Damn Those Yetis

Photo by Jack GouldIt seems that in addition to having a firm grasp on environmental issues, Leonardo DiCaprio knows a thing or two about art.

Stop laughing! I'm serious!

The skinny Boy Wonder turned in an impressive interview with President Bill Clinton in regards to Earth Day. We didn't hear it because ABC killed the interview when broadcast journalists—broadcast fucking journalists!—were deemed more suitable to the task of asking tough questions. But a transcript of the kiboshed interview showed an articulate and detail-oriented DiCaprio asking follow-ups, even! And now? The Li'l Millionaire has provided the major support for an exhibit at Laguna Art Museum that has turned out to be one of the most whacked, bizarre and ultimately mind-expanding shows I've seen in Southern California. Do you think Leo made it to the opening? I wish I'd been there!


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So what piqued DiCaprio's—and therefore, everyone's—interest? The self-described genius of dead Pole Stanislav Szukalski in "Struggle." The retrospective spans most of his 93 years (he died in 1987) except, of course, for what was destroyed by the Nazis. Goddamn those Nazis! Despite smashing Szukalski's work in the '30s, the Nazis didn't get their hands on 14,000 other drawings. And then, of course, there's the sculpture.

I don't care much for sculpture generally; what we usually see in Southern California—Minimalism along the lines of Tony DeLap's bent planks or the "public art" that lines the drives to Laguna's upscale housing gulags—leaves me colder than Laura Bush on a hot Austin night. I'm not saying such work is bad, just pointless and ugly. It's all a matter of one's personal preferences.

But at the Laguna Art Museum, Szukalski's large bronze busts—of subjects like An Irishman, Judasand My Blacksmith Father—are as powerful and overbearing as a faith healing. Some of his sculptures are classical yet bent, such as his diorama hollowed out like a Faberg egg and holding a Pieta (Mary holding her dead son, Jesus, after he's taken from the cross). According to Szukalski, the recessed scene represents a mannish Mother France baring her breast for a nation (dead Jesus, hands contorted into death claws) decimated by Nazis but preparing to rise again. Judas, the traitor, is the son of a Yeti, who are a large part of Szukalski's outlandish cosmology—a cosmology that spans 39 volumes he wrote to depict our rise from the last Great Deluge, when we lived on Atlantis, which can be traced back to Easter Island. Goddamn those Yetis!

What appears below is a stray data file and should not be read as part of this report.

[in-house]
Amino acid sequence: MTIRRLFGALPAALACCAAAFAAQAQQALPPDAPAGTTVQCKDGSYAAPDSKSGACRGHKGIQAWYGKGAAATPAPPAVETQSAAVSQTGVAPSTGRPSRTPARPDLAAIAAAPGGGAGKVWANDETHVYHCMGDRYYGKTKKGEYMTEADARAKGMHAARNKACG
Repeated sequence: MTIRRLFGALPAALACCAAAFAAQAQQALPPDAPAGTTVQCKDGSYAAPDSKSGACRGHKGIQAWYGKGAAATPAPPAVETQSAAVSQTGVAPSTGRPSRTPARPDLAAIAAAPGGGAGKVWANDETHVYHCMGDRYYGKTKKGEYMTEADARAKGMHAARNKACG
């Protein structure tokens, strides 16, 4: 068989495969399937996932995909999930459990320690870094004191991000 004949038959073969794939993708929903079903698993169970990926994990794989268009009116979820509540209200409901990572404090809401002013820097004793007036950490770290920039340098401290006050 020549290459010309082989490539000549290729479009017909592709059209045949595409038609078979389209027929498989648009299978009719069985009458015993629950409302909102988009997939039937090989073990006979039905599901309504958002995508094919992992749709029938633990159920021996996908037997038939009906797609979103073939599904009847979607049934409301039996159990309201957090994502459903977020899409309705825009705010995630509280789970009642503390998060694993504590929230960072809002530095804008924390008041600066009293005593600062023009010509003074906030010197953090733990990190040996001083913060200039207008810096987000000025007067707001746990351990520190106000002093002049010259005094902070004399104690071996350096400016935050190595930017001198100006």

I can't even begin to summarize Szukalski's potent Weltanschauung—what he called Zermattism—but it has something to do with Poland being the center of the universe and Polish being the tongue on which all other modern languages are based (Easter Island again—and mermaids). When his views crashed into established scientific theory—linguists who base modern language on the Indo-European tree, for instance—he just disregarded it. That's balls.

But his mythology, though heavily represented here, is beside the fact. In the end, it isn't the lovely illustrations of Krak and the Salt Giants that stay with you: it's war's horrors seen firsthand and distilled through every bit of Szukalski's weird world-view.

Szukalski's works are an entrancing blend of classicism and the best of the 20th century. Some crayon portraits, such as A Centaur, look like statues transposed to two dimensions, the planes of the face of the helmeted man layered geometrically like a Braque made round and human. He is robust—or doughy, depending on your point of view—with a Tom Selleck mustache and features hammered from bronze. Complementing these are busts, some organic and some that seem modeled as 3-D versions of the drawings. They are statues of drawings of statues. They are not human, but futuristic masks.

Pages from Szukalski's scrapbook end the exhibit. They are filled with magazine cutouts in themes. Many are bikini ladies, some are bugs, and some are food. But despite his focus on the chicks, there is an almost complete dearth of women in the exhibit. There are two portraits—each lovely in the manner of a 1930s film-studio glamour shot—and Erotic Landscape, a colorful painting that has marbled thighs rising like mountain ridges beneath an Arizona sky and green shrubbery flowing like a river over the faceless woman's house-sized yoni. The rest are men. They are everywhere, muscled and strong, like Echo, whose thighs could crack walnuts and whose fingers are pointy like the scales on a Chinese dragon. Sometimes they are headless—also like Echo—but not in the manner of a classical statue that's been decapitated by marauding armies. Instead, their heads implode into their necks, leaving only unmarred shoulder blades that could hold up the world. Did I mention that Szukalski was freaky?

The statue for which the exhibit was named is a gnarled hand—all Szukalski's hands are gnarled—its fingers transformed into cawing-vulture maws. The thumb is both scavenger bird and a gun pointed back at the hand. It is a scene of such violent, morbid death, so pregnant with unrealized terror—it's easy to forget just how terrifying things were in the middle of this century. For all Szukalski's Electric Kool-Aid nutjobbery, what finally comes through is the stink of whole nations falling in love with totalitarianism, marching in lock step to Kurt Vonnegut's military-prison cell and George Orwell's barnyard. Death is far from us today, in Chechnya's steppes and Rwanda's killing fields. It might as well be on Mars. But half a century ago, it was right upon us. It's a lesson to remember as we head fearless into the brave new world.


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